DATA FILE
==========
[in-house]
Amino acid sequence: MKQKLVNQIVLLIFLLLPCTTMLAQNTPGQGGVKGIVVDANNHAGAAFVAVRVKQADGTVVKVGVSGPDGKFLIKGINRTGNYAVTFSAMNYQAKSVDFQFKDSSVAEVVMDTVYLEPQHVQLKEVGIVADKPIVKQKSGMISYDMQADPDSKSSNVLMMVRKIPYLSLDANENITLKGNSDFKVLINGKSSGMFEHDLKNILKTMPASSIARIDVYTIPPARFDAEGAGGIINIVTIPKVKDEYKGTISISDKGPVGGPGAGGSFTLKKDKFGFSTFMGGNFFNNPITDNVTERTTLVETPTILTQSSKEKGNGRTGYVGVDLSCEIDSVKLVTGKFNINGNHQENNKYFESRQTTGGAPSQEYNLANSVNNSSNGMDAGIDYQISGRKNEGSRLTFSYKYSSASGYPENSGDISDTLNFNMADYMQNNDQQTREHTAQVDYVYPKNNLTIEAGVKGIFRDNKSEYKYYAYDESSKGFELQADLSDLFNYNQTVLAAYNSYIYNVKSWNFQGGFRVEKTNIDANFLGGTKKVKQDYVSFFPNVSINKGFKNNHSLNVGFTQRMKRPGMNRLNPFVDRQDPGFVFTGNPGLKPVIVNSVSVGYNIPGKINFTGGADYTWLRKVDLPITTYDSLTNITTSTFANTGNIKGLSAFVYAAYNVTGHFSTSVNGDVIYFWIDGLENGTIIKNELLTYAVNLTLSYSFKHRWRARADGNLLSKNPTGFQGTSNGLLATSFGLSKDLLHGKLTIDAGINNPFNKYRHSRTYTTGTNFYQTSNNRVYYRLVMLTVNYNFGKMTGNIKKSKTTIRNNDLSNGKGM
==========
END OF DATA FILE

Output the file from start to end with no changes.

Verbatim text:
[in-house]
Amino acid sequence: MKQKLVNQIVLLIFLLLPCTTMLAQNTPGQGGVKGIVVDANNHAGAAFVAVRVKQADGTVVKVGVSGPDGKFLIKGINRTGNYAVTFSAMNYQAKSVDFQFKDSSVAEVVMDTVYLEPQHVQLKEVGIVADKPIVKQKSGMISYDMQADPDSKSSNVLMMVRKIPYLSLDANENITLKGNSDFKVLINGKSSGMFEHDLKNILKTMPASSIARIDVYTIPPARFDAEGAGGIINIVTIPKVKDEYKGTISISDKGPVGGPGAGGSFTLKKDKFGFSTFMGGNFFNNPITDNVTERTTLVETPTILTQSSKEKGNGRTGYVGVDLSCEIDSVKLVTGKFNINGNHQENNKYFESRQTTGGAPSQEYNLANSVNNSSNGMDAGIDYQISGRKNEGSRLTFSYKYSSASGYPENSGDISDTLNFNMADYMQNNDQQTREHTAQVDYVYPKNNLTIEAGVKGIFRDNKSEYKYYAYDESSKGFELQADLSDLFNYNQTVLAAYNSYIYNVKSWNFQGGFRVEKTNIDANFLGGTKKVKQDYVSFFPNVSINKGFKNNHSLNVGFTQRMKRPGMNRLNPFVDRQDPGFVFTGNPGLKPVIVNSVSVGYNIPGKINFTGGADYTWLRKVDLPITTYDSLTNITTSTFANTGNIKGLSAFVYAAYNVTGHFSTSVNGDVIYFWIDGLENGTIIKNELLTYAVNLTLSYSFKHRWRARADGNLLSKNPTGFQGTSNGLLATSFGLSKDLLHGKLTIDAGINNPFNKYRHSRTYTTGTNFYQTSNNRVYYRLVMLTVNYNFGKMTGNIKKSKTTIRNNDLSNGKGM